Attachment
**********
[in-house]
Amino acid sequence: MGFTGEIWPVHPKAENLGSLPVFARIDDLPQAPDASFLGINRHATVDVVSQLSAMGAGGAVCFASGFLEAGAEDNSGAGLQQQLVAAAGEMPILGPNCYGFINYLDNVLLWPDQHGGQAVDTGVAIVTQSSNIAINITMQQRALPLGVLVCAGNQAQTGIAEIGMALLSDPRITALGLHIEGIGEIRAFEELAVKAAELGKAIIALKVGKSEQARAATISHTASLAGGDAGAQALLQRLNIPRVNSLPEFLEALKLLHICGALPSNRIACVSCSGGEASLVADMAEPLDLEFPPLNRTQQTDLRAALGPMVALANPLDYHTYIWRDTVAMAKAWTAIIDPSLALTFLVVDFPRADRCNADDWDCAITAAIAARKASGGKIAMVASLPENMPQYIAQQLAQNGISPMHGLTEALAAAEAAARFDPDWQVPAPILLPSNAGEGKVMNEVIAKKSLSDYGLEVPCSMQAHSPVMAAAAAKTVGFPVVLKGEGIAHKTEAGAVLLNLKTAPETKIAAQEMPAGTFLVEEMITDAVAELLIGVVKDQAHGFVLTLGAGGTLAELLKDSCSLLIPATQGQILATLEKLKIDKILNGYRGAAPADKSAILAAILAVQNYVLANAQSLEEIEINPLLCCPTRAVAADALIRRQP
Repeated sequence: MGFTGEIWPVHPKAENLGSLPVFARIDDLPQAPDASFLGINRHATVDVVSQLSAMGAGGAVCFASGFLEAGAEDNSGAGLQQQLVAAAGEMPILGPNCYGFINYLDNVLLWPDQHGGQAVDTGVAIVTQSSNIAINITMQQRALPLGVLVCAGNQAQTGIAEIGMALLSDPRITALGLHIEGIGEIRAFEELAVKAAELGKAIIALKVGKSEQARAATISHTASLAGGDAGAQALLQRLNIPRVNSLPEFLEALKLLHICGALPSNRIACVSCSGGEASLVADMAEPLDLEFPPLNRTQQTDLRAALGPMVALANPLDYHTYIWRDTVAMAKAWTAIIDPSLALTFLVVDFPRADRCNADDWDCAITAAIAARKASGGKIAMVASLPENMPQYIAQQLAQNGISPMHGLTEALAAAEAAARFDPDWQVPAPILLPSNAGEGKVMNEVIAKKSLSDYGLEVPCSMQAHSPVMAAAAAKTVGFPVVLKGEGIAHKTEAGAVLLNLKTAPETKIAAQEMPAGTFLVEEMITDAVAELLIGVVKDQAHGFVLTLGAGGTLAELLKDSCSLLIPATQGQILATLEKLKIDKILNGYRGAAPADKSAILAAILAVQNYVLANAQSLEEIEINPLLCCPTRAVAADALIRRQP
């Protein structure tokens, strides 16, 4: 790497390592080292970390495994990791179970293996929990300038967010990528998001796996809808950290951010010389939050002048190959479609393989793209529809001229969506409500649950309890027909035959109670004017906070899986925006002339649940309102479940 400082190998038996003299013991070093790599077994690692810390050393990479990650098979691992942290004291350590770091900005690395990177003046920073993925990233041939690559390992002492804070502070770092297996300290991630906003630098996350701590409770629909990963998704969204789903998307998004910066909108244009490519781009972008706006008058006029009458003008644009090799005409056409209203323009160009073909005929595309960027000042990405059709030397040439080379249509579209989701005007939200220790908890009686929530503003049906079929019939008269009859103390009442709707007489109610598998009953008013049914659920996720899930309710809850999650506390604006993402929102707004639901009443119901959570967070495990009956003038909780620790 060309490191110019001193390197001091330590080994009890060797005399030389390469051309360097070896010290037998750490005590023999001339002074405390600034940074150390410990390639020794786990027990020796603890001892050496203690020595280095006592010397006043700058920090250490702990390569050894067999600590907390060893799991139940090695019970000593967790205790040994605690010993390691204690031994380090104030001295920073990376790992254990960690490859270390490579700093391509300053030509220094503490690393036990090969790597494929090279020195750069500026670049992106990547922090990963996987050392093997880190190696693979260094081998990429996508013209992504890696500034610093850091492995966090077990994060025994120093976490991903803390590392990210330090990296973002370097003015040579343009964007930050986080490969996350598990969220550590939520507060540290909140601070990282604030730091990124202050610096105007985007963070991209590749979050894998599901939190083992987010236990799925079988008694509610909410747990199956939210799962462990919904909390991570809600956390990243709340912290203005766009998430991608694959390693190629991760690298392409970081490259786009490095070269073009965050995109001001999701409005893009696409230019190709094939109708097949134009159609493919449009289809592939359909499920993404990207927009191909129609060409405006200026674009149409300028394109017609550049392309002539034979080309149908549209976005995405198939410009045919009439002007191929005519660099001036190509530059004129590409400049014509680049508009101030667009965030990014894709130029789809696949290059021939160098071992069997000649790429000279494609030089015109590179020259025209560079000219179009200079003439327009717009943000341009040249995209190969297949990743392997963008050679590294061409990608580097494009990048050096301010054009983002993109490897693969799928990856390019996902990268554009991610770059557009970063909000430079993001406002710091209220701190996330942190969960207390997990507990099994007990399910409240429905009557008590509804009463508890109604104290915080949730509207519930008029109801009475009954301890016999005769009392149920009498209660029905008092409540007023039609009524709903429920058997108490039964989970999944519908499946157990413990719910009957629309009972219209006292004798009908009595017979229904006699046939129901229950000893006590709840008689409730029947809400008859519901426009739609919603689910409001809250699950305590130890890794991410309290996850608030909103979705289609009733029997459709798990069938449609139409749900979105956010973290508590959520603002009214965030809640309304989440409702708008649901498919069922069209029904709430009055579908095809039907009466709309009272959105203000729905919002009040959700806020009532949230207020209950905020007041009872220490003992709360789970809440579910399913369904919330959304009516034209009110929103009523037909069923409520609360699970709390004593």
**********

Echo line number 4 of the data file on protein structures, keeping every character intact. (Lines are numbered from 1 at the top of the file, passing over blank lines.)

């Protein structure tokens, strides 16, 4: 790497390592080292970390495994990791179970293996929990300038967010990528998001796996809808950290951010010389939050002048190959479609393989793209529809001229969506409500649950309890027909035959109670004017906070899986925006002339649940309102479940 400082190998038996003299013991070093790599077994690692810390050393990479990650098979691992942290004291350590770091900005690395990177003046920073993925990233041939690559390992002492804070502070770092297996300290991630906003630098996350701590409770629909990963998704969204789903998307998004910066909108244009490519781009972008706006008058006029009458003008644009090799005409056409209203323009160009073909005929595309960027000042990405059709030397040439080379249509579209989701005007939200220790908890009686929530503003049906079929019939008269009859103390009442709707007489109610598998009953008013049914659920996720899930309710809850999650506390604006993402929102707004639901009443119901959570967070495990009956003038909780620790 060309490191110019001193390197001091330590080994009890060797005399030389390469051309360097070896010290037998750490005590023999001339002074405390600034940074150390410990390639020794786990027990020796603890001892050496203690020595280095006592010397006043700058920090250490702990390569050894067999600590907390060893799991139940090695019970000593967790205790040994605690010993390691204690031994380090104030001295920073990376790992254990960690490859270390490579700093391509300053030509220094503490690393036990090969790597494929090279020195750069500026670049992106990547922090990963996987050392093997880190190696693979260094081998990429996508013209992504890696500034610093850091492995966090077990994060025994120093976490991903803390590392990210330090990296973002370097003015040579343009964007930050986080490969996350598990969220550590939520507060540290909140601070990282604030730091990124202050610096105007985007963070991209590749979050894998599901939190083992987010236990799925079988008694509610909410747990199956939210799962462990919904909390991570809600956390990243709340912290203005766009998430991608694959390693190629991760690298392409970081490259786009490095070269073009965050995109001001999701409005893009696409230019190709094939109708097949134009159609493919449009289809592939359909499920993404990207927009191909129609060409405006200026674009149409300028394109017609550049392309002539034979080309149908549209976005995405198939410009045919009439002007191929005519660099001036190509530059004129590409400049014509680049508009101030667009965030990014894709130029789809696949290059021939160098071992069997000649790429000279494609030089015109590179020259025209560079000219179009200079003439327009717009943000341009040249995209190969297949990743392997963008050679590294061409990608580097494009990048050096301010054009983002993109490897693969799928990856390019996902990268554009991610770059557009970063909000430079993001406002710091209220701190996330942190969960207390997990507990099994007990399910409240429905009557008590509804009463508890109604104290915080949730509207519930008029109801009475009954301890016999005769009392149920009498209660029905008092409540007023039609009524709903429920058997108490039964989970999944519908499946157990413990719910009957629309009972219209006292004798009908009595017979229904006699046939129901229950000893006590709840008689409730029947809400008859519901426009739609919603689910409001809250699950305590130890890794991410309290996850608030909103979705289609009733029997459709798990069938449609139409749900979105956010973290508590959520603002009214965030809640309304989440409702708008649901498919069922069209029904709430009055579908095809039907009466709309009272959105203000729905919002009040959700806020009532949230207020209950905020007041009872220490003992709360789970809440579910399913369904919330959304009516034209009110929103009523037909069923409520609360699970709390004593």